Only Brooklyn and San Francisco ranked higher than Seattle in the 2022 list of the most bike-friendly big (300,000+ population) U.S. cities by national non-profit advocacy organization People For Bikes. Portland, Oregon, ranked 5th behind Queens.
These rankings are of course a rather imperfect science, but they’re interesting (NOTE: The Seattle page says it is the #4 big city, but their list of big cities puts Seattle at #3. I’m going with #3 since I can’t figure out what the 3rd city in front of Seattle would be). People For Bikes created a list of criteria based on the existing bike network, ridership, safety and some community response elements such as “how safe people feel riding a bike in their city.” Here’s a visual of Seattle’s results:
They also have a bike network analysis tool that spits out a map of “how well bike networks connect people with the paces they want to go.” That’s a pretty tough goal to reliably measure, but it’s interesting to explore their results:
Southeast Seattle seems especially off here, though I suspect this is largely because of the Chief Sealth Trail and the Rainier Valley Neighborhood Greenway. Both facilities look great on a map, but are much less useful in real life due to their many steep climbs. The flattest and most direct routes, MLK Jr Way and Rainier Ave, do not have bike facilities. But it is difficult for an automated analysis tool to account for such nuances.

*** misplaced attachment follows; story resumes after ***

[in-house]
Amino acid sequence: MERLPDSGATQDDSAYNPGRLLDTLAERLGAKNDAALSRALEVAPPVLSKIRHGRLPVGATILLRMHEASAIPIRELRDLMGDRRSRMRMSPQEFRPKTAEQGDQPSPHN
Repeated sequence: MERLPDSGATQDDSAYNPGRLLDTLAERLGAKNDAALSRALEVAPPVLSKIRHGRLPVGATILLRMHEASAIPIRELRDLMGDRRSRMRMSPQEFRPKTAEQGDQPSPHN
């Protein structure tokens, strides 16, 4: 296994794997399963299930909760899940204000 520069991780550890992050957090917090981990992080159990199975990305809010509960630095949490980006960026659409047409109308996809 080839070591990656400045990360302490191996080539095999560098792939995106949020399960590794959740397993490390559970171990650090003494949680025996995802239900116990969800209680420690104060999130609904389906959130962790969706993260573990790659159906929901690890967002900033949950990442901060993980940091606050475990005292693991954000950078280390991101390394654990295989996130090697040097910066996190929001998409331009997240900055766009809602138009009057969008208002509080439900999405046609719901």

The most important thing to note from the 2022 ranking is that Seattle’s score increased from 53 to 58 once SDOT constructed about 10 miles of protected bike lanes that had been delayed during the first half of Jenny Durkan’s mayoral term. These included vital and difficult-to-build bike connections to and through downtown from South Lake Union, Lower Queen Anne and the International District. I absolutely agree with the score increase here, because those projects have revolutionized bike access to downtown. Many people have not yet realized how great they are because so many downtown-based jobs have yet to return.
The lesson here for city leaders is that when we build out our bike network, it works, and people across the nation take notice.
People For Bikes also published a great side story focused on Seattle and the work of Seattle Neighborhood Greenways. Here’s an excerpt:
While Seattle has made significant progress in recent years and remains one of the best places to bike in the U.S., there’s still room for improvement when it comes to connectivity. According to [Seattle Neighborhood Greenways’ Clara] Cantor, many bike infrastructure projects get heavily compromised before completion by stopping shy of a major intersection, not quite reaching a destination or being built with protection only in one direction. Compromising on individual projects can harm the connectivity of a network, as well as interrupt ambitious mode shift goals.
“If our goal is to have more people biking, that actually won’t happen if it feels the way it currently feels to bike,” said Cantor. “You have to make it comfortable, efficient and joyful or people are going to try it once and not come back.”